Regulators of Cholangiocyte Proliferation.
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Cholangiocytes, a small population of cells within the normal liver, have been the focus of a significant amount of research over the past two decades because of their involvement in cholangiopathies such as primary sclerosing cholangitis and primary biliary cholangitis. This article summarizes landmark studies in the field of cholangiocyte physiology and aims to provide an updated review of biliary pathogenesis. The historical approach of rodent extrahepatic bile duct ligation and the relatively recent utilization of transgenic mice have led to significant discoveries in cholangiocyte pathophysiology. Cholangiocyte physiology is a complex system based on heterogeneity within the biliary tree and a number of signaling pathways that serve to regulate bile composition. Studies have expanded the list of neuropeptides, neurotransmitters, and hormones that have been shown to be key regulators of proliferation and biliary damage. The peptide histamine and hormones, such as melatonin and angiotensin, angiotensin, as well as numerous sex hormones, have been implicated in cholangiocyte proliferation during cholestasis. Numerous pathways promote cholangiocyte proliferation during cholestasis, and there is growing evidence to suggest that cholangiocyte proliferation may promote hepatic fibrosis. These pathways may represent significant therapeutic potential for a subset of cholestatic liver diseases that currently lack effective therapies.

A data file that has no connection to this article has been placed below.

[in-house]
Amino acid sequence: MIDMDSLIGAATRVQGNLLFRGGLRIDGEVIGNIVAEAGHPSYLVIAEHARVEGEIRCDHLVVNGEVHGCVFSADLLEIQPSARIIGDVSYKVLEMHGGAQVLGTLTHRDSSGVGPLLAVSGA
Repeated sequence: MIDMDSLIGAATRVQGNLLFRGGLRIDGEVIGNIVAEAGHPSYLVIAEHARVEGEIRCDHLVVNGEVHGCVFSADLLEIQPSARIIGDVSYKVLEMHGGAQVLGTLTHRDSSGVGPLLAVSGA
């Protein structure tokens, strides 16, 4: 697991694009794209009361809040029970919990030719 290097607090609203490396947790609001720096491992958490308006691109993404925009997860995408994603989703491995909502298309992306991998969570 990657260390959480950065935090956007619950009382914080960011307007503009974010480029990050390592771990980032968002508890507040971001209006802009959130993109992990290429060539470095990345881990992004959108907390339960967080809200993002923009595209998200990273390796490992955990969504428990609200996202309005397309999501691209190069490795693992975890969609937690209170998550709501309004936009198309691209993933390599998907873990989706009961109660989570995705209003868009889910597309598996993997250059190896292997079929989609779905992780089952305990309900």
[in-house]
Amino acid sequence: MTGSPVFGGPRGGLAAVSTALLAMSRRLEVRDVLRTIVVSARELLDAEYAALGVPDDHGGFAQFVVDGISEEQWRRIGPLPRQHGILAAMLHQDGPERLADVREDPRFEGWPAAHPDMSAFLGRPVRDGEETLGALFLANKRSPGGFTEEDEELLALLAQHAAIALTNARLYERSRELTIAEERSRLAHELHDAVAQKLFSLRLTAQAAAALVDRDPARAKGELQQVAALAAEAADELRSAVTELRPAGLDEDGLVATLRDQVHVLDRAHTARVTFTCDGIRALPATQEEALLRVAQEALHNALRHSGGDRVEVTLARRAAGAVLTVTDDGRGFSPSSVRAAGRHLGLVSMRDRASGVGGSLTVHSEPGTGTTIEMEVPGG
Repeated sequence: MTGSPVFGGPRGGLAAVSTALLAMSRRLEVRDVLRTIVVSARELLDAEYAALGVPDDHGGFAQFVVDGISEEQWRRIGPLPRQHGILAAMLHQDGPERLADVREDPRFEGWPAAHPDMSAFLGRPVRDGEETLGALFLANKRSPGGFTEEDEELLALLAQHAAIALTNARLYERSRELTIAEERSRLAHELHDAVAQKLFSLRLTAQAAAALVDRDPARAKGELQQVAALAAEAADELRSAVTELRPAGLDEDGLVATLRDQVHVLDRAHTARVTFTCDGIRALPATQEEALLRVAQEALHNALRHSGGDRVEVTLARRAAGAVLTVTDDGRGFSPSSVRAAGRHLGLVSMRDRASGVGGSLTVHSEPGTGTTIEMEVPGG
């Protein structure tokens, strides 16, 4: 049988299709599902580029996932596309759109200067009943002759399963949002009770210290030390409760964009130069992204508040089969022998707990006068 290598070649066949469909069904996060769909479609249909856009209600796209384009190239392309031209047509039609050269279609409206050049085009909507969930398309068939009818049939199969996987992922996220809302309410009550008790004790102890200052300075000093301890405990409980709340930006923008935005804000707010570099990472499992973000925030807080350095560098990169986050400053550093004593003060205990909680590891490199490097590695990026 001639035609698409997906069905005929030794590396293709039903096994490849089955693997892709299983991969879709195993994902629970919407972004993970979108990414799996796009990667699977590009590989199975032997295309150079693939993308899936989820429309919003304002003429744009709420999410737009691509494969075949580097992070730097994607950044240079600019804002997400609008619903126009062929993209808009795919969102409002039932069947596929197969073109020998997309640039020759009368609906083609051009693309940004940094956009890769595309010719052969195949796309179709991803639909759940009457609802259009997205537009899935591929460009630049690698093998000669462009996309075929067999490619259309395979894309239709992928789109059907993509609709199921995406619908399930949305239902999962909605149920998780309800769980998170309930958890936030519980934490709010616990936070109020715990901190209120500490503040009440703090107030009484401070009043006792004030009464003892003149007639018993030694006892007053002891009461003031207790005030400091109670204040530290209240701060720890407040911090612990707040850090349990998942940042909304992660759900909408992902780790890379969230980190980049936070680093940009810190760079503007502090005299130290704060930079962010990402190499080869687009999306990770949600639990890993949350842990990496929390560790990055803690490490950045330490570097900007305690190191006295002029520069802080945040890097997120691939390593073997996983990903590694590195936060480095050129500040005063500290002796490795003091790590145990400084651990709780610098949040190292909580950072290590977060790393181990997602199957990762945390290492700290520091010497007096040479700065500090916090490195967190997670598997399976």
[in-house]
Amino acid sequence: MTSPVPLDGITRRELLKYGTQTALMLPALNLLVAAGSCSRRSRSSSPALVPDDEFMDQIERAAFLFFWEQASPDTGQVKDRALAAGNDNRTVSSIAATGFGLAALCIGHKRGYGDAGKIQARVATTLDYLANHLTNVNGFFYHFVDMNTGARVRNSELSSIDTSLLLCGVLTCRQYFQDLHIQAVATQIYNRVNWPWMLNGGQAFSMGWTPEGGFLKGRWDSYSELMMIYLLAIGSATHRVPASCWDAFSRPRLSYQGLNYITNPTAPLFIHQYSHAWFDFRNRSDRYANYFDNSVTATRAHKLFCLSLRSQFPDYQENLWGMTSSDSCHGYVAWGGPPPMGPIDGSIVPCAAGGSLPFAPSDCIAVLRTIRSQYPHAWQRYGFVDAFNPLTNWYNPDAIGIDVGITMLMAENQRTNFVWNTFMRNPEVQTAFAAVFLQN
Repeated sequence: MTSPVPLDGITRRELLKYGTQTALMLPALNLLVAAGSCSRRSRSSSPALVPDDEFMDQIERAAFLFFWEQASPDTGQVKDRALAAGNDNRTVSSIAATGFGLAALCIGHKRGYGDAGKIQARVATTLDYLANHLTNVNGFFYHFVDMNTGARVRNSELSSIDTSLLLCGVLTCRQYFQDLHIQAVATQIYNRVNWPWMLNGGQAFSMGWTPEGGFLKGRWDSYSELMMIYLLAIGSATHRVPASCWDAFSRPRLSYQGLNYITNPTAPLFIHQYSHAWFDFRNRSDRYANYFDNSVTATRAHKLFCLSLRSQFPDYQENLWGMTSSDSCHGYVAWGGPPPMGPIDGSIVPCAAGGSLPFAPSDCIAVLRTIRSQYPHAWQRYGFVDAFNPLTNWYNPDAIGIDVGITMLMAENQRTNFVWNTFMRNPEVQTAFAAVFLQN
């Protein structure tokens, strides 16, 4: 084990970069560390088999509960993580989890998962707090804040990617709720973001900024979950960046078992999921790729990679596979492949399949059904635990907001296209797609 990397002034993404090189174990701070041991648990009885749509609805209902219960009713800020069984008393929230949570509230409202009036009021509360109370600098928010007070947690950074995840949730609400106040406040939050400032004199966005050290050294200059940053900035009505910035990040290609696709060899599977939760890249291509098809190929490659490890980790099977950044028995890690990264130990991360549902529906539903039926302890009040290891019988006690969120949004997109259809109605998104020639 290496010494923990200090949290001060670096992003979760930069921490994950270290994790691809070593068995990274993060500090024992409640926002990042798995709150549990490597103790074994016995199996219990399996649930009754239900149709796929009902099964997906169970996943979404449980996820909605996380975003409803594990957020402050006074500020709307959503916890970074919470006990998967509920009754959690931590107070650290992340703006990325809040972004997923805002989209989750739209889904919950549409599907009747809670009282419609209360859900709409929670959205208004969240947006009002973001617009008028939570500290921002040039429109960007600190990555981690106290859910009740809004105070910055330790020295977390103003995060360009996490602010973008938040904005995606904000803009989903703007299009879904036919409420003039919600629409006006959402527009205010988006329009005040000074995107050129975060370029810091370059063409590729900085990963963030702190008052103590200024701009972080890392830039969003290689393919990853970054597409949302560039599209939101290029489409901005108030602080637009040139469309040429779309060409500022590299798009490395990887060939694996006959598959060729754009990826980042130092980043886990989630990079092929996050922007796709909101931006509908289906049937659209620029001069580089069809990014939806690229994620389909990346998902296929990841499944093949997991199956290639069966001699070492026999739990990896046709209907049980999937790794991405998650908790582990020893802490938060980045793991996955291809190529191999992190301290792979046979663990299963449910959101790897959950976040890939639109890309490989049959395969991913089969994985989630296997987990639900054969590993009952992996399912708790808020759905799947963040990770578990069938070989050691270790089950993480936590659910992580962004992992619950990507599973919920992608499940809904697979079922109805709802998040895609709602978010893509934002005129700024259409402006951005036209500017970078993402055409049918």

author list (cited authors)
Hall, C., Sato, K., Wu, N., Zhou, T., Kyritsi, K., Meng, F., Glaser, S., & Alpini, G
complete list of authors
Hall, Chad||Sato, Keisaku||Wu, Nan||Zhou, Tianhao||Kyritsi, Konstantina||Meng, Fanyin||Glaser, Shannon||Alpini, Gianfranco